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USDA Invests $65K to Expand Local Meat Processing in Maine

Leigh Hallett
Release Date


Cooperative Development Institute awarded grant to
help small producers establish a halal-certified cooperative

Bangor, Dec. 19, 2023U.S. Department of Agriculture (USDA) Rural Development Maine State Director Rhiannon Hampson today announced that USDA is awarding Cooperative Development Institute (CDI) a Rural Business Development Grant. The nonprofit will use the $65K grant to help develop a halal meat cooperative in Maine. The new cooperative will serve the growing demand for halal meat from residents across Maine and the region. It will also help make more local meat available in the state, shortening the supply chain for residents.

“This Rural Business Development Grant award is a prime example of the way we’re using federal dollars to create a multiplier effect,” said Director Hampson. “CDI’s work with Maine food producers will foster sustainable economic development while creating more culturally diverse food options. The Biden-Harris Administration made a promise to hold equitable access to programming at the center of our work. With investments such as this RBDG for CDI, they are delivering on that right here in Maine.”

The new cooperative includes livestock growers and processors who intend to develop a halal meat brand and a halal-certified, USDA-regulated slaughter and processing facility. Based in Northampton, MA, CDI will use the grant funds to advise and train the members of the cooperative in its early stages. Some of the key assistance CDI will provide to them includes:

  • conducting market and feasibility studies.
  • performing outreach to confirm state and federal food safety requirements and inspector capacity.
  • coaching farmers as they learn to meet processing schedules.
  • advising on pricing and capital management.
  • helping cooperative members market their products.

Local Maine livestock producers and Five Pillars Butchery, an immigrant-owned business based in Unity, Maine, will comprise the new cooperative. According to CDI’s field technician, there are up to 15 farmers who are interested in working as part of this cooperative effort. Six of these farmers are Black, Indigenous, and other people of color, several are beginning farmers, and one farm is operated by a cooperative of Somali women.

Five Pillars Butchery expects to reach full capacity by 2028. Once at capacity, the business estimates that over $2 million in sales may flow back to farmers in the cooperative. This income will increase the farmers’ ability to reinvest in farm infrastructure, hire more employees, and contribute to the sustainability of Maine’s agricultural sector. As State Director Hampson noted, “Through this project, Maine benefits from the inclusion of new farmers, new ideas, and, most importantly, the partnerships that are central to supporting each of these.”

USDA RBDG Program is now open:

Towns, nonprofits, business cooperatives, federally recognized tribes, and other entities may submit RBDG applications. To be eligible for the program, a project must benefit small or emerging businesses. Rural Development announced several awards recently, including a grant for Island Institute to provide loans to small coastal businesses, one for the Sunrise County Economic Council to offer technical assistance to Washington County businesses, and one for the Poodunck Snowmobile Club to purchase new trail grooming equipment.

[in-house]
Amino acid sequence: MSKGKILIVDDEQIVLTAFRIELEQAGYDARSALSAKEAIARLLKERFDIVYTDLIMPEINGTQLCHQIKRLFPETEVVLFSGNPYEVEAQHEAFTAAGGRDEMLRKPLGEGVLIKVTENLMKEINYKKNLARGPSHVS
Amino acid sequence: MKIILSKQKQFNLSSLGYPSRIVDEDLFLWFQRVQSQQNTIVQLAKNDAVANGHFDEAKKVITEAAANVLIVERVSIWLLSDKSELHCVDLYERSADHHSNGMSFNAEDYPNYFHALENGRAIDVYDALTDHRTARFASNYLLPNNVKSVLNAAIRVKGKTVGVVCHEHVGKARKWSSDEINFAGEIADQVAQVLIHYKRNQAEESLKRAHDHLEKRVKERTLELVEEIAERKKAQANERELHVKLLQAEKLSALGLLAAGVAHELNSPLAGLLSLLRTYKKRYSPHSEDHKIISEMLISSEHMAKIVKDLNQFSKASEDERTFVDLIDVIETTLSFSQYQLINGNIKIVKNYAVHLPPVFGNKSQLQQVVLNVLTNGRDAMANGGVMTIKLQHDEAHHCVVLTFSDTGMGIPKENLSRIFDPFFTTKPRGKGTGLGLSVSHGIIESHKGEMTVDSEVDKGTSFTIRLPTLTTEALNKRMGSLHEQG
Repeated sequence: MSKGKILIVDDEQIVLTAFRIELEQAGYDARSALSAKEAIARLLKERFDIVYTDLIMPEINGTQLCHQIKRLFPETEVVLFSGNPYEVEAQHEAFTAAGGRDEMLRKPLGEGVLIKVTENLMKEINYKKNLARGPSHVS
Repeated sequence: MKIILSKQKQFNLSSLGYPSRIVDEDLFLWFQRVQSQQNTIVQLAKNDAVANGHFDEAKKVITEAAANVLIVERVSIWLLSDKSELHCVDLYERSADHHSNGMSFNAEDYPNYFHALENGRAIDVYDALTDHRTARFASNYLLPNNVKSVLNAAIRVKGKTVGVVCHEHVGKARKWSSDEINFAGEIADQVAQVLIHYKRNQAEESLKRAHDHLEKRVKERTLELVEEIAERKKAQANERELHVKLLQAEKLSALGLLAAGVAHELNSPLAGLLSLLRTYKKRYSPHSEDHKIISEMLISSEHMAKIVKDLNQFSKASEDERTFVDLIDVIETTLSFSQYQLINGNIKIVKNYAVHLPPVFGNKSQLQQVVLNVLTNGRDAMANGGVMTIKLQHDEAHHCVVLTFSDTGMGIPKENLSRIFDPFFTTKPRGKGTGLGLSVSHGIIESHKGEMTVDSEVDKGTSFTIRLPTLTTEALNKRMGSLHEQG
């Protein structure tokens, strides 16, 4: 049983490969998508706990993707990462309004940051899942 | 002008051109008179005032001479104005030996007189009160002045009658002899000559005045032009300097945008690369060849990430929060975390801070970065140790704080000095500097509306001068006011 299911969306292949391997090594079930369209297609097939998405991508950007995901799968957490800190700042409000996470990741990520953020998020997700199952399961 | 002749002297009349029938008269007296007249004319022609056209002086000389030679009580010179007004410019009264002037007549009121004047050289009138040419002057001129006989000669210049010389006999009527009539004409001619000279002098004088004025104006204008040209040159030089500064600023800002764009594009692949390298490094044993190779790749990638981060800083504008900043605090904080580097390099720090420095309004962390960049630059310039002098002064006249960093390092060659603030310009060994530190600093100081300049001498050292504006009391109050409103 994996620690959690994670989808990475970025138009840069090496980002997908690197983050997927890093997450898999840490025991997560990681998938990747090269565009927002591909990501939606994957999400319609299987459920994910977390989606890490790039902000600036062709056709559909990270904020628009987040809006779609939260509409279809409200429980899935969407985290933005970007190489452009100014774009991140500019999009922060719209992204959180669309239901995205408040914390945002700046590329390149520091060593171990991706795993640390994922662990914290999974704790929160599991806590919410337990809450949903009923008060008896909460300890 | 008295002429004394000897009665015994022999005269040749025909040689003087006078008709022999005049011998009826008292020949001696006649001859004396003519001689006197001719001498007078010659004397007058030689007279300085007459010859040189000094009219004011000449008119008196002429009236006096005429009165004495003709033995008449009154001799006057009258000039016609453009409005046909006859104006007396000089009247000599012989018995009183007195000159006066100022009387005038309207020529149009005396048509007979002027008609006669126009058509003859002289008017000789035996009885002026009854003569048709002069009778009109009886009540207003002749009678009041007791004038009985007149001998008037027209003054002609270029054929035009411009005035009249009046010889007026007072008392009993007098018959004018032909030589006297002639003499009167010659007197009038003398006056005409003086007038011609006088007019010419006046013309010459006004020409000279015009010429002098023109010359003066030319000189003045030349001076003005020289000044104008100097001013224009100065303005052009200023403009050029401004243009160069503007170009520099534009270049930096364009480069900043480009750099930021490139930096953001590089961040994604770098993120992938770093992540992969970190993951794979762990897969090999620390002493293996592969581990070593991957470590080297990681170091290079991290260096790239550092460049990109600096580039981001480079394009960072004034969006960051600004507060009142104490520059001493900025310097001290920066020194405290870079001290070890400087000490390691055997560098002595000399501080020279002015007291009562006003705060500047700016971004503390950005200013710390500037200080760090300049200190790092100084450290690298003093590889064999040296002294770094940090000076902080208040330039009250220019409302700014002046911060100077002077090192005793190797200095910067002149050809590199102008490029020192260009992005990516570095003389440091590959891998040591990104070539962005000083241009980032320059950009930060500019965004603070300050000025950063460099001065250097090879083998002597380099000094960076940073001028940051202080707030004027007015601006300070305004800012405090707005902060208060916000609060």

USDA accepts applications for the Rural Business Development Grant program for a limited period each year. The program is currently open and accepting applications through February 28, 2024. Visit the Maine RBDG webpage (https://tinyurl.com/yhufpnam) or call (207) 990-9127 to learn more.

About Cooperative Development Institute:

The Cooperative Development Institute (CDI) is a regional 501(c)3 non-profit founded in 1994 by co-op leaders in the Northeast. CDI’s deep expertise in co-op development and cooperative food distribution networks supports communities and businesses to build a more prosperous and equitable economy. Learn more by visiting us at cdi.coop or contact Heather Holland, communications manager, hholland@cdi.coop.



USDA is an equal opportunity provider, employer, and lender.




Cooperative Development Institute

“There are currently no halal, USDA certified slaughterhouses in Maine or northern New England. Despite the recent growth of Muslim and other immigrant populations in the region, there are no local sources for these culturally relevant processed meat products. There is a need to develop an equitable local food production system in Maine that provides access to culturally relevant food, such as halal slaughtered meats. Maine farmers need a variety of tools to create a sustainable industry. By forming a cooperative to pool resources and expand markets, Maine’s farmers, producers, sellers, and consumers will all benefit.”

Katherine Bessey, Program Director at the Cooperative Development Institute


Five Pillars Butchery

"We are excited to receive support through the RBDG program for the research and development of a regional livestock producer cooperative and local halal brand. We are motivated to not only supply the Muslim and immigrant communities of Maine and Northern New England with quality local products, but we are happy to support regional farmers in gaining access to the rapidly growing halal food market, which has a projected growth of over eight billion dollars by 2028. We see it as a win/win for both our community and Maine farmers."

– Kathryn Piper, co-owner of Five Pillars Butchery

Two men and two women pose in front of the door to a large walk-in cooler.
The Five Pillars Butchery team.